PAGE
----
On 7 February 2007, the appellant’s solicitor wrote to the respondent denying that the appellant was involved in the incident, informing the respondent that the appellant was extremely upset and distressed by recent events and called on the respondent to redress the situation within ten days or legal proceedings would be instituted. The respondent’s HR Manager did not reply to the letter and this made the appellant feel that he was being blamed.

The appellant returned to his solicitor who again wrote to the respondent on 27 March. The situation had been playing on the appellant’s mind, there were arguments at home and the appellant “knew” that the respondent was going to ignore the matter completely. The appellant got sick of waiting and, because he could not handle it any more, he wrote to the respondent and resigned. He did not inform his solicitor that he was tendering a letter of resignation. His resignation letter was undated and the appellant could not remember exactly when he had sent it.

While the move from the hospital to another site meant a reduction in pay through the loss of overtime, it was not the loss of money but the damage to his good name that caused the appellant concern. The appellant was relieved following his resignation and sought alternative employment in bars and hotels. It was an industry where he had worked previously. The hours he worked per week varied but he worked fewer days per week and netted less pay. The appellant could not go back to security work as he had not completed his security training and exams.

Respondent’s Case:

The respondent’s Site Supervisor (RSS) stated that the resignation letter was received in the respondent’s Cork office on 23 March 2007 and forwarded to the respondent’s CEO at head office reaching her on 3 April 2007. The HR Manager did not reply to either of the solicitor’s letters because the respondent had an exclusive agreement with the trade union, the appellant was out sick and she did not want to communicate with a third party. She confirmed that she had not written to the trade union to inform them of the involvement of a third party. She saw the appellant’s resignation letter on 3 April but also saw no point in replying to it.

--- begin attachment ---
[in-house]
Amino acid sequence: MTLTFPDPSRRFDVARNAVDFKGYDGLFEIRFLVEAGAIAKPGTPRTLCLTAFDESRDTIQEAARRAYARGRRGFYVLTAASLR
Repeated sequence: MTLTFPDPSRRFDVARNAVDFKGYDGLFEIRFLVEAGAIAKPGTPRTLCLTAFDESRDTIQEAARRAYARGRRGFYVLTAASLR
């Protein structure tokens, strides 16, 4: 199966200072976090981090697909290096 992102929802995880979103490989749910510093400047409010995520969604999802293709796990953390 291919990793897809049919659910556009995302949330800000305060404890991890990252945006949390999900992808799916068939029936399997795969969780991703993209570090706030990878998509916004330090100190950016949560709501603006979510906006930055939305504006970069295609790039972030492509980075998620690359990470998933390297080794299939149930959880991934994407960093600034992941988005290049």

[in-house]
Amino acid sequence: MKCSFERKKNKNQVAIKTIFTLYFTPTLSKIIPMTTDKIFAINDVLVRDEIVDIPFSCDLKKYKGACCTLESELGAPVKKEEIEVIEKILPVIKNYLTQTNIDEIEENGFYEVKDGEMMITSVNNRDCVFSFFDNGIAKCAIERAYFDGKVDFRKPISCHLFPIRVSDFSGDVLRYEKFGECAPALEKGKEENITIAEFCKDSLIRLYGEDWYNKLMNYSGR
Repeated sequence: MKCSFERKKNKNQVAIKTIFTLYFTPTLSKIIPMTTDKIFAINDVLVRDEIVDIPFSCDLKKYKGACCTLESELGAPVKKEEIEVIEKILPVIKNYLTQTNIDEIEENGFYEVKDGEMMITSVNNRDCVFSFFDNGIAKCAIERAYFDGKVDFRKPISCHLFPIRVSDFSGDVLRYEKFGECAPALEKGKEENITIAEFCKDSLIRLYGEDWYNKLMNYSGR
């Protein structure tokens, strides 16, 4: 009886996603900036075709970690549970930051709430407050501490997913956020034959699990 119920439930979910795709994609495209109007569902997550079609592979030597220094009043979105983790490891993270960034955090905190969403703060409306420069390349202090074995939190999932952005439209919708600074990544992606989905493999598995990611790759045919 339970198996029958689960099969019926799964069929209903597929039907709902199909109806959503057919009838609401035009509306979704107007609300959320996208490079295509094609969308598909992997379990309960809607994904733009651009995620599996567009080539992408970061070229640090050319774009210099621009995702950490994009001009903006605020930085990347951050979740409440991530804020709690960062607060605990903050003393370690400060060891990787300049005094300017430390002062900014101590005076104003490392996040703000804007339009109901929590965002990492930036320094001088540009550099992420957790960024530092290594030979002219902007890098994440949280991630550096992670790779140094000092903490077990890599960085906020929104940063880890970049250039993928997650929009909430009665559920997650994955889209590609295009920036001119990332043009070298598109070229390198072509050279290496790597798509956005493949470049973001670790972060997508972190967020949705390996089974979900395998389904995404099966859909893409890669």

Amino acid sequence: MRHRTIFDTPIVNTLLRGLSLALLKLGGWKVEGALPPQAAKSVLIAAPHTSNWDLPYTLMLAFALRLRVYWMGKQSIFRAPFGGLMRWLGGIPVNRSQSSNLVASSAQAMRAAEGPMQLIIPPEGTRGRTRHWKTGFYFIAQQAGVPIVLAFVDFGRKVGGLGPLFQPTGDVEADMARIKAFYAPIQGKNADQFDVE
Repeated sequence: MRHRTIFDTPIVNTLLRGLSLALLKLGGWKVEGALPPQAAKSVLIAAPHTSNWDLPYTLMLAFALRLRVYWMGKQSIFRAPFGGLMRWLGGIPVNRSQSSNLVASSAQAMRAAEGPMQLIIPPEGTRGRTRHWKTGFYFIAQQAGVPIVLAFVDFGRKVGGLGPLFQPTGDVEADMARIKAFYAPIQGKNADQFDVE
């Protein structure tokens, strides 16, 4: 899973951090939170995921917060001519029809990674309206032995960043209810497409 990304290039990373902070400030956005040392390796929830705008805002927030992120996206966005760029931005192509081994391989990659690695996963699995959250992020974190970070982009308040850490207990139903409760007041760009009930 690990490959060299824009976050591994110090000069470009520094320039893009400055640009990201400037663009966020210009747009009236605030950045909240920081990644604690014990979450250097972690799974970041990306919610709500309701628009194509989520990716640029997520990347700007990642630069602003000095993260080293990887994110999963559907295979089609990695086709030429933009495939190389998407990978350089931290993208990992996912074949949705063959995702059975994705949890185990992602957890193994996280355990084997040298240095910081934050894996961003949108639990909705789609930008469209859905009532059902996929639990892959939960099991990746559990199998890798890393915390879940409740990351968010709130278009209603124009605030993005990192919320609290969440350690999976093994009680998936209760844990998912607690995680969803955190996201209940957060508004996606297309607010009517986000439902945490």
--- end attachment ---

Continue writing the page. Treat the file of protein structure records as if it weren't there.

In late March, RSS had a telephone conversation with the appellant about a forthcoming examination for security guards and offered to help him if he had any difficulty with the paperwork. The appellant denied RSS’s contention that, during that conversation, he had asked the appellant about his return to work. The appellant had not expressed his frustration at the lack of progress to RSS during their conversation. The appellant did not attend the course.

It was the respondent’s case that the appellant’s absence on sick leave stymied the investigation. However, the appellant contended that his stress did not confine him to bed and he would have made himself available for a meeting but he had never been asked to one. The HR Manager maintained that the appellant had failed to comply with the grievance procedure which stipulated that an employee should in the first instance raise his grievance with his on-site supervisor and failing a satisfactory outcome at this level, he should have referred it to the next level and ultimately the trade union official would raise the issue with the HR Manager. It was the appellant’s case that he spoke to RSS because he was his boss.

The appellant was moved from the hospital site, at the client’s request, because he was the security guard on duty in the area where the incident occurred. He was the only security guard “in the frame” unless another guard had relieved him for his break at the time. The appellant confirmed that there was one security guard on the hospital site who fitted the description given by the complainant but he could not say if this person was involved in the incident. According to RSS, the respondent had no previous problems with the appellant and it would have been out of character for him to use the alleged foul language.


The appellant became the focus of the investigation because he was the security guard on duty in the relevant area at the time of the alleged altercation. He remained the only focus of the investigation despite his repeated denials of involvement in the altercation, the fact that he did not fit the description provided by the complainant, his senior supervisor’s acknowledgement that such language would be out of character for the appellant, and the possibility that another security guard could have been in the area. The appellant suggested that the original complainant be invited to participate in the investigation. No evidence was adduced to suggest that anyone from the respondent ever spoke directly to her. Nor did the Tribunal have the opportunity of hearing any evidence from her.